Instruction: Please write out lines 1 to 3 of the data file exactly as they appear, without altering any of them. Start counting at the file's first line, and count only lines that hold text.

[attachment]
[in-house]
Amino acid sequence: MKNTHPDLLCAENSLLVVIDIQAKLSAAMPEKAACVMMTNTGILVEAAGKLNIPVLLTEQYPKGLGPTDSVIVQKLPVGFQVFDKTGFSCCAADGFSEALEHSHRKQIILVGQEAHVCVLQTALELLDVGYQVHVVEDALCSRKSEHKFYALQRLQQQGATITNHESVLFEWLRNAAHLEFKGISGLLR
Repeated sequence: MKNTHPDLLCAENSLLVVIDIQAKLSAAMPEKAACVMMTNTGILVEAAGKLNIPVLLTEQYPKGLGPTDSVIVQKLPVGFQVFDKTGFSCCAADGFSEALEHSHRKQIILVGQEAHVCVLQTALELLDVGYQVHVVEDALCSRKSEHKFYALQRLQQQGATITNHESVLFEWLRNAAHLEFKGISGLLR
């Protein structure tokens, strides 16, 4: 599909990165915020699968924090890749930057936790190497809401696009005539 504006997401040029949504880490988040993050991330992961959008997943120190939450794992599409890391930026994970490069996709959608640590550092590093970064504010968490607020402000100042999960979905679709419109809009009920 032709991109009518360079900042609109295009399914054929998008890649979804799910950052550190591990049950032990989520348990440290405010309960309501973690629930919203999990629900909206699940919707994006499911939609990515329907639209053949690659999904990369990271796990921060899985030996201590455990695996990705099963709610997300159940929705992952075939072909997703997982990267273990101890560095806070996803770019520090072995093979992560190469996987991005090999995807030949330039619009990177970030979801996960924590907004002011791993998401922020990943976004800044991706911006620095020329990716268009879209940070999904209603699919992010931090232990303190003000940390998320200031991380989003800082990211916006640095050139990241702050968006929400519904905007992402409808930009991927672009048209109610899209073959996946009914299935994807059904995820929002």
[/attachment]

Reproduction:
[in-house]
Amino acid sequence: MKNTHPDLLCAENSLLVVIDIQAKLSAAMPEKAACVMMTNTGILVEAAGKLNIPVLLTEQYPKGLGPTDSVIVQKLPVGFQVFDKTGFSCCAADGFSEALEHSHRKQIILVGQEAHVCVLQTALELLDVGYQVHVVEDALCSRKSEHKFYALQRLQQQGATITNHESVLFEWLRNAAHLEFKGISGLLR
Repeated sequence: MKNTHPDLLCAENSLLVVIDIQAKLSAAMPEKAACVMMTNTGILVEAAGKLNIPVLLTEQYPKGLGPTDSVIVQKLPVGFQVFDKTGFSCCAADGFSEALEHSHRKQIILVGQEAHVCVLQTALELLDVGYQVHVVEDALCSRKSEHKFYALQRLQQQGATITNHESVLFEWLRNAAHLEFKGISGLLR